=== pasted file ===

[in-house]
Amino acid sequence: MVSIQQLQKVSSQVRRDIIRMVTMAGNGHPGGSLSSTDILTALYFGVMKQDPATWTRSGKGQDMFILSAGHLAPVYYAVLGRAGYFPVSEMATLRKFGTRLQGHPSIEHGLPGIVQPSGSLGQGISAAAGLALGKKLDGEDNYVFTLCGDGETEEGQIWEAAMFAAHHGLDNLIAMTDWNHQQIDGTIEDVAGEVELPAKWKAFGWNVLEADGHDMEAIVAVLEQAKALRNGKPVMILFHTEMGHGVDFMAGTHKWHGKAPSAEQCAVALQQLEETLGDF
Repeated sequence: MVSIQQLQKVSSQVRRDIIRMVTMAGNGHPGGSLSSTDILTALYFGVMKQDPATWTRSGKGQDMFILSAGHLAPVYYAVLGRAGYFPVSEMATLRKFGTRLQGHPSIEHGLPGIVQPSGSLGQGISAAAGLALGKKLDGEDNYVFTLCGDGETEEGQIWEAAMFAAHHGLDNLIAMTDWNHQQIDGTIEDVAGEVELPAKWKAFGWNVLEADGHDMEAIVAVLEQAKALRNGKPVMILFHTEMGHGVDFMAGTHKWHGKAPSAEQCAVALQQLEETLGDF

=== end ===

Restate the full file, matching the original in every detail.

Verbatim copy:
[in-house]
Amino acid sequence: MVSIQQLQKVSSQVRRDIIRMVTMAGNGHPGGSLSSTDILTALYFGVMKQDPATWTRSGKGQDMFILSAGHLAPVYYAVLGRAGYFPVSEMATLRKFGTRLQGHPSIEHGLPGIVQPSGSLGQGISAAAGLALGKKLDGEDNYVFTLCGDGETEEGQIWEAAMFAAHHGLDNLIAMTDWNHQQIDGTIEDVAGEVELPAKWKAFGWNVLEADGHDMEAIVAVLEQAKALRNGKPVMILFHTEMGHGVDFMAGTHKWHGKAPSAEQCAVALQQLEETLGDF
Repeated sequence: MVSIQQLQKVSSQVRRDIIRMVTMAGNGHPGGSLSSTDILTALYFGVMKQDPATWTRSGKGQDMFILSAGHLAPVYYAVLGRAGYFPVSEMATLRKFGTRLQGHPSIEHGLPGIVQPSGSLGQGISAAAGLALGKKLDGEDNYVFTLCGDGETEEGQIWEAAMFAAHHGLDNLIAMTDWNHQQIDGTIEDVAGEVELPAKWKAFGWNVLEADGHDMEAIVAVLEQAKALRNGKPVMILFHTEMGHGVDFMAGTHKWHGKAPSAEQCAVALQQLEETLGDF